On February 27, a coalition of unions filed a petition with the Federal Trade Commission (FTC) calling for an investigation into what they argue are Amazon’s monopolistic and anti-competitive business practices. The parties in the coalition are the International Brotherhood of Teamsters, the Communications Workers of America, the United Food & Commercial Workers International Union, the Service Employees International Union, and Change to Win. Collectively, the unions represent 5.3 million workers.
In its petition, the coalition called on the FTC to launch an investigation into Amazon to determine if “(1) Amazon is maintaining direct and indirect control over the prices of goods on its e-commerce and cloud computing platforms; (2) Amazon is tying favorable search rankings to its own profit and the purchase of unrelated Amazon services; (3) Amazon is engaging in price discrimination against users of competing platforms; (4) Amazon is using data obtained as a platform to its competitive advantage as a retailer and provider of cloud computing software; (5) Amazon is depressing wages in local labor markets and/or throughout its fissured workforce.”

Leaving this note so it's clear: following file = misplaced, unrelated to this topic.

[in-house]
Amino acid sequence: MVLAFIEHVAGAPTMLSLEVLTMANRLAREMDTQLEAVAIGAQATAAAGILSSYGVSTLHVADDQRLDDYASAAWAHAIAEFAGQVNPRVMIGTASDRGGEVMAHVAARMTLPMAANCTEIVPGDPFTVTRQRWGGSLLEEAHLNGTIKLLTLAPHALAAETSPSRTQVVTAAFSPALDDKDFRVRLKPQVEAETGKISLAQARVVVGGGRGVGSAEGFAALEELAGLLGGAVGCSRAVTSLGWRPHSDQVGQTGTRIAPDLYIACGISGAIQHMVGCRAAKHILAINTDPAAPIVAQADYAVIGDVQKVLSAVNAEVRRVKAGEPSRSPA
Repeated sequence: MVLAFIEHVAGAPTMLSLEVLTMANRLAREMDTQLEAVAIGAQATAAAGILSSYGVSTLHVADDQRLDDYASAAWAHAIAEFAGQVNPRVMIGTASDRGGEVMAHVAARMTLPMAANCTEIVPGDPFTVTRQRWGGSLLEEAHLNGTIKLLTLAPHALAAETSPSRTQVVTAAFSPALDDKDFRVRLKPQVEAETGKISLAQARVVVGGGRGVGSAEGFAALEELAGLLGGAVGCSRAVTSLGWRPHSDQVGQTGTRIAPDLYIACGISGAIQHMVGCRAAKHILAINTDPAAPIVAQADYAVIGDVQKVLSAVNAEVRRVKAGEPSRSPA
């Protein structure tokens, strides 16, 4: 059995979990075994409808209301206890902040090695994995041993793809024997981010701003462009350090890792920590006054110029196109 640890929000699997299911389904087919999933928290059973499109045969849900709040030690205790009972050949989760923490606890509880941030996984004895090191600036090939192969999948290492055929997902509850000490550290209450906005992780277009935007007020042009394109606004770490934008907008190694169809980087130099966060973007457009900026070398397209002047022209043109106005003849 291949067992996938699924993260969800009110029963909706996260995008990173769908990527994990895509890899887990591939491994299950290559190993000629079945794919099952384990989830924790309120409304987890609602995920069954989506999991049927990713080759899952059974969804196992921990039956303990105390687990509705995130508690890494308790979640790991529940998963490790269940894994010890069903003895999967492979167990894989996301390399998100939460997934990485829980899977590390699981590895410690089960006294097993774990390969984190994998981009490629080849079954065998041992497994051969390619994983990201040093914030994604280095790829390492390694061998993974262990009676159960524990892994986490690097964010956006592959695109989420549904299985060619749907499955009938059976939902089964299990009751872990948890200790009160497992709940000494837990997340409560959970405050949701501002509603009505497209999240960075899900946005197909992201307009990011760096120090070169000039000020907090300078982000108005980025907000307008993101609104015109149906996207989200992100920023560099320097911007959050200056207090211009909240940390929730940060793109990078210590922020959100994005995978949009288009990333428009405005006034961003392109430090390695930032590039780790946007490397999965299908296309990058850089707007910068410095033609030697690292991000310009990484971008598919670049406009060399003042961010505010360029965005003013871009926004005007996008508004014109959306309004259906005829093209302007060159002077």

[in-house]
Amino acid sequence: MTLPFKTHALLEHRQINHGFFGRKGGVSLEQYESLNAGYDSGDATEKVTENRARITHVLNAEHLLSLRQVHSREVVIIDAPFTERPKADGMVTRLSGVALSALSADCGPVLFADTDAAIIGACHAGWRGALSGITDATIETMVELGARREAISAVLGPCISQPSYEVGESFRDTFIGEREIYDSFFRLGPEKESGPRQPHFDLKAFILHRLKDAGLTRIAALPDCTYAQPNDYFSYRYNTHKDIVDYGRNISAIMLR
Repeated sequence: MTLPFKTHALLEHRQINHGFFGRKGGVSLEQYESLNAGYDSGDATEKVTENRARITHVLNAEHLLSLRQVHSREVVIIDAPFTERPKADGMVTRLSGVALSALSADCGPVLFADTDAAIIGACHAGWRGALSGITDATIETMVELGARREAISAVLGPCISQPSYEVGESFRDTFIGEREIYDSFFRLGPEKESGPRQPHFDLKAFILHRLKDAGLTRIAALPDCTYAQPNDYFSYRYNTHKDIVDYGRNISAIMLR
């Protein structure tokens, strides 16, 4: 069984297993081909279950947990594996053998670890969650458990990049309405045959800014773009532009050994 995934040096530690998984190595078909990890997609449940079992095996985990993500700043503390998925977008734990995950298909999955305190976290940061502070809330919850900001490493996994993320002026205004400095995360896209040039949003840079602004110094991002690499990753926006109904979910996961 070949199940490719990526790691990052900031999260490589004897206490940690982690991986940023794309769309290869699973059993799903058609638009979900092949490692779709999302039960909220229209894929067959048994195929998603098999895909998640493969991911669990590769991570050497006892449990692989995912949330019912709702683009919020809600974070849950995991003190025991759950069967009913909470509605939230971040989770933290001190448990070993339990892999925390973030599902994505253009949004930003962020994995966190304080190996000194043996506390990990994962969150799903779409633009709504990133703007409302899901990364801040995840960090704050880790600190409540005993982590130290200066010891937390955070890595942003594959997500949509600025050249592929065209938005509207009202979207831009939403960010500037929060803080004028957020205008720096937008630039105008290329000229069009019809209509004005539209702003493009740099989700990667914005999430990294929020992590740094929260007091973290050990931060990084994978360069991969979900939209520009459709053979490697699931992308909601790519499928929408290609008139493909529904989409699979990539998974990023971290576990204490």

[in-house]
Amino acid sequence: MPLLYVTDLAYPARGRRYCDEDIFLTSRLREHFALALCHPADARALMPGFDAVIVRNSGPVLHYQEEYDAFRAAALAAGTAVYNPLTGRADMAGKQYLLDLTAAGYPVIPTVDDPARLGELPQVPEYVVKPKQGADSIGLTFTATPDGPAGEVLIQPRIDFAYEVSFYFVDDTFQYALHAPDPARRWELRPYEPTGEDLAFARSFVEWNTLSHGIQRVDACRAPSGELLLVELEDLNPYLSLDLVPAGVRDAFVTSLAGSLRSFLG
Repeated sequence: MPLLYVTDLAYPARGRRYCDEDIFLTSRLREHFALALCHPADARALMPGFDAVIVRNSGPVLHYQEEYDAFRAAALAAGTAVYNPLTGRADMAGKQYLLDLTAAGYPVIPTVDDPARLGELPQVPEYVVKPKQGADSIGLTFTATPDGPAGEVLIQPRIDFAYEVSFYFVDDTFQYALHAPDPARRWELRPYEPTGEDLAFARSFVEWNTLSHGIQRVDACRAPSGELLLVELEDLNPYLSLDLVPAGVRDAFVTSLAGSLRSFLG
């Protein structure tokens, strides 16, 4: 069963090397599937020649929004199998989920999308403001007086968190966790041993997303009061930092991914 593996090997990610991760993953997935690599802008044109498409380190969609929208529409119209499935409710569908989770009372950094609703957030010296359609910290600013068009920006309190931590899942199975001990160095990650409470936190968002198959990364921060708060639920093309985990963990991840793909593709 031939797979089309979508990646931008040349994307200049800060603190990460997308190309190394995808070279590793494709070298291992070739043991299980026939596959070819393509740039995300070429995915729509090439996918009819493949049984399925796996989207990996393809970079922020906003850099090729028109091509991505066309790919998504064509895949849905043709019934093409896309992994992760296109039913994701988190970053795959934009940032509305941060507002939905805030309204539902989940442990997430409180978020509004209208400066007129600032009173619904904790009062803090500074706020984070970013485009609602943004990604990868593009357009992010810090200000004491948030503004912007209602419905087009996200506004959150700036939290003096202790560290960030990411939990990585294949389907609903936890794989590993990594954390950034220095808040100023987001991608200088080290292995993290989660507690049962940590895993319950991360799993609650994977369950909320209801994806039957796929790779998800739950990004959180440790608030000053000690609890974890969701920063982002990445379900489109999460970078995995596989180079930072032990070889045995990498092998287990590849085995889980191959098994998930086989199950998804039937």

“Petitioners support the FTC’s own reported effort to obtain voluntary third-party cooperation in an initial inquiry into Amazon, but we do not believe it is sufficient,” the petition said. “Given the speed at which Amazon continues to amass market power and the company’s persistent disregard for inquiries of the legislative branch, we submit that a more forceful inquiry is urgently needed.”
According to CNBC, an Amazon spokesperson commented, “The fact is that no other U.S.-based company has created more jobs than Amazon in the last decade. In the U.S. alone, Amazon has created over 500,000 jobs for people with all types of experience, education, and skill levels.”
While Amazon directly employs 22 percent of the entire national labor market in private warehousing and storage, the unions’ petition cites multiple reports that indicate these jobs are not tied to increased wages. In fact, average wages in these industries fall following Amazon’s arrival in the labor market. For instance, annual salary and weekly earning averages in warehousing and storage in Mercer County, New Jersey, has fallen by 18 percent since Amazon arrived in 2014.
The U.S. House Judiciary Subcommittee on Antitrust, Commercial, and Administrative Law is in the midst of investigations into Big Tech, including Amazon. Recently, the FTC announced it will review Big Tech’s acquisitions from 2010 to 2019. The FTC asked Amazon, Apple, Facebook, Alphabet (Google), and Microsoft for information on all acquisitions during this 10-year period that were small enough to avoid the mandatory reporting requirement.